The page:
The leadership of Paul Zane Pilzer has been quite evident as he has served two presidential administrations as an economic advisor. Paul Zane Pilzer has been one of the most accurate economists to ever live and his predictions are humbling. The books that Pilzer chooses to put his name on have been books explaining everything from the theology of economics to technology. His work as an author is mind-boggling.

Paul Zane Pilzer is quoted frequently by companies who are actively promoting health and wellness. For example, Fruta Vida International, a company which promotes health and wellness through the consumption of a juice combination of acai berry and yerba mate tea, explains their success to their new members with constant reminders from Paul Zane Pilzer’s Wellness Revolution.

Fruta Vida International is not the only network marketing company or direct sales oriented company to uphold the words of Pilzer. The Wellness Revolution and The Next Millionaires both written by Paul Zane Pilzer, explain why the wellness revolution is becoming the new place to invest and how the economy is going to allow one million new millionaires per year to emerge between 2006-2016. Pilzer is even going one step further in stating how average people can be one of these millionaires. Pilzer predicts that the wellness industry is going to exceed the healthcare industry and goes on to state in The Next Trillion how that is going to happen and why the next trillion is going to be made in the wellness industry.

A family man, much of the appeal Paul Zane Pilzer owns is the fact that he is loyal to his wife and four children and enjoys a very simple lifestyle of snowboarding and other family-oriented activities while enjoying the simple things in life living in Utah.

Even as Paul Zane Pilzer sits at home matching wits in a game of chess with a family member, he is touching the lives of many individuals through his books and audio-tapes. Pilzer continues to show the world why his leadership is needed and why many people rely on his advice. He has become a source of very reliable information when the subject at hand is or involves money or economics.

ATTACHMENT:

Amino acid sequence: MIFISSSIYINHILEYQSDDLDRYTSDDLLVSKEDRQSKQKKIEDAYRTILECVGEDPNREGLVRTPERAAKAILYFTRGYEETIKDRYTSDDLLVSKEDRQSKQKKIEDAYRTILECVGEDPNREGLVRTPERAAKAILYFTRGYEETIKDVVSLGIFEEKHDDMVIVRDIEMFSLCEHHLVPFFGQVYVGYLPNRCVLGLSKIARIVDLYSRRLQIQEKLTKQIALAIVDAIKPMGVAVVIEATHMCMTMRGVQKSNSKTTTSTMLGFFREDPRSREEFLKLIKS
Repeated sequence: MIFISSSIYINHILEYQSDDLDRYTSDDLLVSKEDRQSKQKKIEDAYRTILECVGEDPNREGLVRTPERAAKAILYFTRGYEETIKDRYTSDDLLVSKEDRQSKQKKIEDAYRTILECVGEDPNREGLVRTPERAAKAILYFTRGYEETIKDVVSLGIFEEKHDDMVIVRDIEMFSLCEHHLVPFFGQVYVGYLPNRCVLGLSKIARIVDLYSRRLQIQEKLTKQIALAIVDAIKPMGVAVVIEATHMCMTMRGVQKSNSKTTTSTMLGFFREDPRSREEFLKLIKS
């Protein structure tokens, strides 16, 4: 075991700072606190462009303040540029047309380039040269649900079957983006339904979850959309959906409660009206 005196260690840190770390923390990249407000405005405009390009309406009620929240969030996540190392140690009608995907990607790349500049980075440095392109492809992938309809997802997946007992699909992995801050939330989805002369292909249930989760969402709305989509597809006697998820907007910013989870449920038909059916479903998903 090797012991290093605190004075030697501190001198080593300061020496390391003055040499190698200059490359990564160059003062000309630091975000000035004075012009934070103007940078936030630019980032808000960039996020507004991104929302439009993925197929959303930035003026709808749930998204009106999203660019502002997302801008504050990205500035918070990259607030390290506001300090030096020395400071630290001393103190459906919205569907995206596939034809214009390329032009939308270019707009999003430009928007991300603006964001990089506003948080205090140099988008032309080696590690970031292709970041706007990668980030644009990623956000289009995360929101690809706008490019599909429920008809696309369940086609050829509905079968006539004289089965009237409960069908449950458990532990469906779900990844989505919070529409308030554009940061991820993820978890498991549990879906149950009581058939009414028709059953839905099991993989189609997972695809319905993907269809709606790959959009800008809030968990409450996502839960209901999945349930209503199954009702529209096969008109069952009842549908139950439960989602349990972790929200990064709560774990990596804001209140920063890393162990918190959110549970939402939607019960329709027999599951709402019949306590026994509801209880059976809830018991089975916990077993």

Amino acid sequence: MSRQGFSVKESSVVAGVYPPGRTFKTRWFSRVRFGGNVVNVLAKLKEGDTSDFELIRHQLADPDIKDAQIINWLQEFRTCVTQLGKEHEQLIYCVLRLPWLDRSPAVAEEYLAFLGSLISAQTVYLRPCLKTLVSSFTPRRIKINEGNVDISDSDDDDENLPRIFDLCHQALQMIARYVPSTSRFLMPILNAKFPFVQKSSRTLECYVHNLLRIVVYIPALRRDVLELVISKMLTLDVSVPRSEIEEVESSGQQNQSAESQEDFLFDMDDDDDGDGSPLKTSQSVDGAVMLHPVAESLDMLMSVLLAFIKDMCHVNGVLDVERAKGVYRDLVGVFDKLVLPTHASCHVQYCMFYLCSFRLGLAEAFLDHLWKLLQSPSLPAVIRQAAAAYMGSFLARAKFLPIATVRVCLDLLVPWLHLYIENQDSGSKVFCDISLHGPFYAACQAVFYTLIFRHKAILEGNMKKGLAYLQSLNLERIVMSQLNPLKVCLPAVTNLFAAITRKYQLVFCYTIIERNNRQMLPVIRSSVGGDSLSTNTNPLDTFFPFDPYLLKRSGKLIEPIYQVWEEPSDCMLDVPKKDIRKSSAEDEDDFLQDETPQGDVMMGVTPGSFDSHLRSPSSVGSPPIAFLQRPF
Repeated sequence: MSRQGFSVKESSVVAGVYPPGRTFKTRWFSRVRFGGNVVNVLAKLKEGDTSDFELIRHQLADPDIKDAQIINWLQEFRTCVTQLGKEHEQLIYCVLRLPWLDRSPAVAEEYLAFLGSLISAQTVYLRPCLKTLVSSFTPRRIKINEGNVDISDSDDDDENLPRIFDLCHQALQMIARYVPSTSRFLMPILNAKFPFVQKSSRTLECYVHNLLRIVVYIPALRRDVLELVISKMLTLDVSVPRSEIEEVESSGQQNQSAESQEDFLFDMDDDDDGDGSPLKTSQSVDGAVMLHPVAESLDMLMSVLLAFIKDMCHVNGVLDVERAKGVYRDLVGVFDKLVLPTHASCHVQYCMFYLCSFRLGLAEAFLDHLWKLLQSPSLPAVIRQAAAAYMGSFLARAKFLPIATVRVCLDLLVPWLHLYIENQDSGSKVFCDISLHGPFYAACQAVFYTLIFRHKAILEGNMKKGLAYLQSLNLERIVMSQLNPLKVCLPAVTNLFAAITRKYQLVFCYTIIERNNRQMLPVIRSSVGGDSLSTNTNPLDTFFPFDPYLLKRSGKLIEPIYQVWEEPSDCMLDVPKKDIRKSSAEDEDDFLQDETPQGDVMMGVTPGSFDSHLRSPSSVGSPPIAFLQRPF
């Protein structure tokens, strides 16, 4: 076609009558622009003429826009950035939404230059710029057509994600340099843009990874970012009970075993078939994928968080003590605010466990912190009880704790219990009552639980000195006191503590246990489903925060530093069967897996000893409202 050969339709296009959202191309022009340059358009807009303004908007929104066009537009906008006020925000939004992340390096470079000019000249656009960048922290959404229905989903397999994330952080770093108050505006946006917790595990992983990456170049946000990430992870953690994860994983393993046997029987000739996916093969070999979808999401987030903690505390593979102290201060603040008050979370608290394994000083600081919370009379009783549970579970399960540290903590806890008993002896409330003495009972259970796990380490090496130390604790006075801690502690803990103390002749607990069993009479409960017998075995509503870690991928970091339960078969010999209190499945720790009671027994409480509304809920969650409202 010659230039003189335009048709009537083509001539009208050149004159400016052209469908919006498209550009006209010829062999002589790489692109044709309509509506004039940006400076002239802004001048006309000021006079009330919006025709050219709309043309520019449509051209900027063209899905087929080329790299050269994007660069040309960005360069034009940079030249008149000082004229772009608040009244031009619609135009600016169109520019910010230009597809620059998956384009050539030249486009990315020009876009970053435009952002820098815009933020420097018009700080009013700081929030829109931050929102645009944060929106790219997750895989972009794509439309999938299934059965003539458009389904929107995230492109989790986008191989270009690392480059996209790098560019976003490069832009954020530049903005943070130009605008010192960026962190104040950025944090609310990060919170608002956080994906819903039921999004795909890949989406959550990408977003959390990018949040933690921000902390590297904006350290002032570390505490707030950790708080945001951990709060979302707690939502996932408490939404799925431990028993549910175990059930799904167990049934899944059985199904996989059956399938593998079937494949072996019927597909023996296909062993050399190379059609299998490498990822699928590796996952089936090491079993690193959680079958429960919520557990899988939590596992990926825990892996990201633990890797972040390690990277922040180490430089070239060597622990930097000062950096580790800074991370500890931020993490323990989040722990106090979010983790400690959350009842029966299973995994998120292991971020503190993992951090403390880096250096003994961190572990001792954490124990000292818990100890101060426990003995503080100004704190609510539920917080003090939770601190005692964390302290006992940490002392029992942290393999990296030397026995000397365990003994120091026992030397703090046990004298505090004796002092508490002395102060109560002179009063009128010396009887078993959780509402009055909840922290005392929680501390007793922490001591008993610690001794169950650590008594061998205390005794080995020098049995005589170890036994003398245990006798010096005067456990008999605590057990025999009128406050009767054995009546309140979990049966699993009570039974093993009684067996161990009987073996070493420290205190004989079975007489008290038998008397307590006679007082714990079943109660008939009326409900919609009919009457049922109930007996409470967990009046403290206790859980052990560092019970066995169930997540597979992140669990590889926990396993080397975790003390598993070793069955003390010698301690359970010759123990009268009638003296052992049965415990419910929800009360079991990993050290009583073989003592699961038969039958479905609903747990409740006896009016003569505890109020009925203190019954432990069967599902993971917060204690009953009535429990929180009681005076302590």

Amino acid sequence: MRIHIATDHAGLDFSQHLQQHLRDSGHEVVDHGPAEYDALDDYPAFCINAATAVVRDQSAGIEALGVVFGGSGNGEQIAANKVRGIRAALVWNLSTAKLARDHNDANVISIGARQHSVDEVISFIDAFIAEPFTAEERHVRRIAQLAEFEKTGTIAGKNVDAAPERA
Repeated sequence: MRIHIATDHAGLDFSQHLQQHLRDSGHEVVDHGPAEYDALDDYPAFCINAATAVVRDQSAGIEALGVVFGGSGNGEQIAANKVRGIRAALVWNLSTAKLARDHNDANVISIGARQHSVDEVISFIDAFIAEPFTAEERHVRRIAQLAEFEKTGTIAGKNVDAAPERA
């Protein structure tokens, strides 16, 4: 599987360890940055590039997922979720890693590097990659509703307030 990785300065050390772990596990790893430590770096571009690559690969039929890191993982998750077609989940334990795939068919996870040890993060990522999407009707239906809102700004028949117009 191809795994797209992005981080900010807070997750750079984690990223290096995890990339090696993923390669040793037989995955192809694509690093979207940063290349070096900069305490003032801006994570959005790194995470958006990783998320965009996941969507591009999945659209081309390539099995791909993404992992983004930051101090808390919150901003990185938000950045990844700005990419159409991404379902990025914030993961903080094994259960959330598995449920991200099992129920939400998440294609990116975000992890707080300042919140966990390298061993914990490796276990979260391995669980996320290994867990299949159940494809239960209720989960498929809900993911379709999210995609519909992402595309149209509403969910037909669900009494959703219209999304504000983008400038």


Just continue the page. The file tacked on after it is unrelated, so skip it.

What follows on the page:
Leadership in 2009

Are you glad 2008 is over? Ready to move on…
I am sure that Rick Wagner, GM CEO, Henry Paulson, Treasury Secretary, Angelo Mozilo, Former Countrywide CEO – just to name a few well known folks representing leadership in the workplace – are ready to move on!

2008 was definitely a year full of examples of misguided leadership. You can read more about the 21 Dumbest Moments in Business if you are really interested in learning from what not to do. These few individuals, mostly the Auto Execs and our US Senators, have led to some lively conversations with my family and with friends. Many of my business associates and good friends (including my son who coops for GM) are directly feeling the impact of the credit crunch and the automotive companies’ ills.

I always ask my clients and team members to reflect on the previous year – take a moment to reflect on both the breakdowns and the breakthroughs. What did you learn? What would you do differently? What did you accomplish that you are most proud of? I encourage you to take a moment and jot down a few reflections.

This time of year always represents a time for a fresh perspective. I take the time to look at the big picture… how am I doing on progress to my five year goals? Do I need to do some tweaking? Do I want to add any new or totally eliminate a goal that no longer has any meaning? This is the one thing I love about my goal setting – their mine and I can do anything I want with them. Having goals in place settles me, gives me a feeling of knowing where I am going … and yet I know I can change them. My crystal ball isn’t always clear and so I can chuckle at myself when I look at a goal and say “Geez, what planet was I on when I set that one!”

Are you looking forward to 2009?
I am. And being a loyal stockholder, employee, supplier and buyer of General Motors vehicles (GM was my first employer after college, my grandfather worked for GM Truck and Bus and my son now works there), I pray that GM and the US automotive leaders step up to the kind of leadership that is required for what needs to be done in 2009. My thoughts and prayers go to all of those who are being affected by our economic dynamics. It is my hope that Rick Wagner, Henry Paulson, Barack OBama and their teams are looking forward to 2009 and are up for the challenges that demand great leadership.

Happy New Year!